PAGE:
My sketchbook - Riachuelo Dec 2008
Street Musicians - Vera Cruz
El Tajin, Vera Cruz ruins

Doña Elvira 102 Yrs - Atlangatepec
Doña Elvira - Atlangatepec

 We spent Christmas in Riachuelo, Vera Cruz with Quena, Armelle and Ana. Marie did a portrait of Lizzet, the daughter of the owner of the hotel we were at. Riachuelo was on an estuary
in a fairly isolated area not too far from the archeological site of El Tajin. The ruins are spectacular, in a lush, tropical setting. The voladores still climb atop a very high post, and with ropes attached to their ankles, spin earthward to the sound of a wooden flute.

 We also went to el Puerto de Vera Cruz a couple of times. There was always music in the streets and people dancing to el son Cubano. A real treat! Unfortunately the Zetas have now spread fear throughout the area.

We spent most of our time in our pueblo, Atlangatepec. Marie was able to get to know and sketch many of the people who lived there. Doña Elvira was a 102 year old, cigarette smoking, beer drinking, woman who still had her cigarette and beer in front of her house daily. Marie was able to get her to consent to a portrait, and while Marie sketched, Doña Elvira shared stories from her long life. That was Marie's magic, not sketching only peoples faces, but their lives.
 In April 2009, we had to leave Mexico to renew our visas. We took advantage to visit Chiapas. Our most memorable time was spent on the small island of La Palma. We stayed in a very basic thatch-roofed cabin. Again, Marie's pen brought us in contact with several locals who opened their homes and their lives to us. Most notable were Manuela and her 103 year old mother, Doña Francisca.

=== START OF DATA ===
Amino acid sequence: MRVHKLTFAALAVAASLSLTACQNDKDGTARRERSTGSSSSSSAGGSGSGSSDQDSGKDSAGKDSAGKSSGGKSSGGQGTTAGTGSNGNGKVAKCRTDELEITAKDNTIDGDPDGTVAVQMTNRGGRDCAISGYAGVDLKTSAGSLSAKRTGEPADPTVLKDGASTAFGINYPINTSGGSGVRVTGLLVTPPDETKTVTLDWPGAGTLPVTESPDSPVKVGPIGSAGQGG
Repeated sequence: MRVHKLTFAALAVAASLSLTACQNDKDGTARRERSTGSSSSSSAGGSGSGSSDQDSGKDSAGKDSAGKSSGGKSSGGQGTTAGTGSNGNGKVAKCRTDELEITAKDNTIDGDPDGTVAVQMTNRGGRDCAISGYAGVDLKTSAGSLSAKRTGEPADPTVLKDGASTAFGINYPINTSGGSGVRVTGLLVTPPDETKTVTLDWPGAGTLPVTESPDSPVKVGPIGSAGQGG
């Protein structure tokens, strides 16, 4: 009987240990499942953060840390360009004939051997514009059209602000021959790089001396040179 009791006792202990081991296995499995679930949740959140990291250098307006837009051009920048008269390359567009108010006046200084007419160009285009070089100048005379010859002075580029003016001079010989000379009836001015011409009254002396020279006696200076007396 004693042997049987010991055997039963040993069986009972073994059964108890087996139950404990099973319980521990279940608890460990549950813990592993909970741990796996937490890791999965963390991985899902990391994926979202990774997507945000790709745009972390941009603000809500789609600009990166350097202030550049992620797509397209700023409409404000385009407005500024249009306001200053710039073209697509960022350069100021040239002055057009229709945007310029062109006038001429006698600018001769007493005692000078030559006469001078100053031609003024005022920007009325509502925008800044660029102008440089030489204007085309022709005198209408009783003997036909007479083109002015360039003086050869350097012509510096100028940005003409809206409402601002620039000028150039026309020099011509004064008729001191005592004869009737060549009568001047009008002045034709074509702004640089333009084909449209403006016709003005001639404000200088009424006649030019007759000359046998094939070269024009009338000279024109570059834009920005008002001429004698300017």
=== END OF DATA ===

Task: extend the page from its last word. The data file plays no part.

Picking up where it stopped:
Doña Francisca was still very alert and prepared the wood fires for cooking and helped prepare meals. While Marie sketched her, she told us stories from her life and how La Palma used to be.

The trip to renew visas also allowed us to stop in Oaxaca. A friend had organized a workshop for Marie on our way down, so we were able to spend a few days in one of the places Marie liked best.

And I will conclude with a few pages from San Cristobal de las Casas in Chiapas. It was very close to Semana Santa (Holy Week) when we were there and the streets were full of color and activity. As usual, Marie connected with a young shoe shine boy and asked permission to sketch him. He agreed and in the end Marie gave him what a shine would have cost (it is hard to shine Tevas!) He almost refused the pesos.

I could go on forever with images, and perhaps will someday when I decide how to best do a book of Marie's sketches. For now, it has been a heartfelt experience going through sketchbook pages and remembering the good times that went with them. I hope you enjoy them and much as I have.
Jema y Rafael - Atlangatepec
Jema, our milk and cheese lady

Boat ride to La Palma

Doña Francisca - 103 yrs.

Manuela - La Palma

Doña Francisca - La Palma
One of my pages from La Palma
Oaxaca - 2009
My Oaxaca page - collage
Shoe shine boy - San Cristobal
My San Cristobal page

Marie in her element

Sketching the band - Atlangatepec

Tuesday, November 22, 2011

Settling In

Concierto de Campanas